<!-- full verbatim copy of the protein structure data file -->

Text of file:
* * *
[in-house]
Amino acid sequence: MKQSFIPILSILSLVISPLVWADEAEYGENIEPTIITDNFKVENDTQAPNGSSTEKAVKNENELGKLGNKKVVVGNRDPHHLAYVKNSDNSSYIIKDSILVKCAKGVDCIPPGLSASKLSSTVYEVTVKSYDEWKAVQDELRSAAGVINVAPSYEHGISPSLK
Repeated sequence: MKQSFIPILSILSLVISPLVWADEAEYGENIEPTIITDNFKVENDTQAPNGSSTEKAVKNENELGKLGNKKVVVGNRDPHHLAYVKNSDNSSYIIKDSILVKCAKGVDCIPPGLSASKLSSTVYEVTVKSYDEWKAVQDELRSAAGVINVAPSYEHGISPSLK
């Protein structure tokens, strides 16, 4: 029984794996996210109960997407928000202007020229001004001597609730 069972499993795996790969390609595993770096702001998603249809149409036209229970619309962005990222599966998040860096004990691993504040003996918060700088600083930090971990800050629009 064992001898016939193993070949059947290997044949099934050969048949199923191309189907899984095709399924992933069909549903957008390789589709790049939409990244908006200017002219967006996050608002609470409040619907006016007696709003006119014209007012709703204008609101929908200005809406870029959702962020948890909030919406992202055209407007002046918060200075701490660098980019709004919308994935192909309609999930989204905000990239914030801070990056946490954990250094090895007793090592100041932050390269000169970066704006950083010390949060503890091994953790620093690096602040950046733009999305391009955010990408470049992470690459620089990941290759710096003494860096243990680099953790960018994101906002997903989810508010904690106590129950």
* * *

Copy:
[in-house]
Amino acid sequence: MKQSFIPILSILSLVISPLVWADEAEYGENIEPTIITDNFKVENDTQAPNGSSTEKAVKNENELGKLGNKKVVVGNRDPHHLAYVKNSDNSSYIIKDSILVKCAKGVDCIPPGLSASKLSSTVYEVTVKSYDEWKAVQDELRSAAGVINVAPSYEHGISPSLK
Repeated sequence: MKQSFIPILSILSLVISPLVWADEAEYGENIEPTIITDNFKVENDTQAPNGSSTEKAVKNENELGKLGNKKVVVGNRDPHHLAYVKNSDNSSYIIKDSILVKCAKGVDCIPPGLSASKLSSTVYEVTVKSYDEWKAVQDELRSAAGVINVAPSYEHGISPSLK
């Protein structure tokens, strides 16, 4: 029984794996996210109960997407928000202007020229001004001597609730 069972499993795996790969390609595993770096702001998603249809149409036209229970619309962005990222599966998040860096004990691993504040003996918060700088600083930090971990800050629009 064992001898016939193993070949059947290997044949099934050969048949199923191309189907899984095709399924992933069909549903957008390789589709790049939409990244908006200017002219967006996050608002609470409040619907006016007696709003006119014209007012709703204008609101929908200005809406870029959702962020948890909030919406992202055209407007002046918060200075701490660098980019709004919308994935192909309609999930989204905000990239914030801070990056946490954990250094090895007793090592100041932050390269000169970066704006950083010390949060503890091994953790620093690096602040950046733009999305391009955010990408470049992470690459620089990941290759710096003494860096243990680099953790960018994101906002997903989810508010904690106590129950």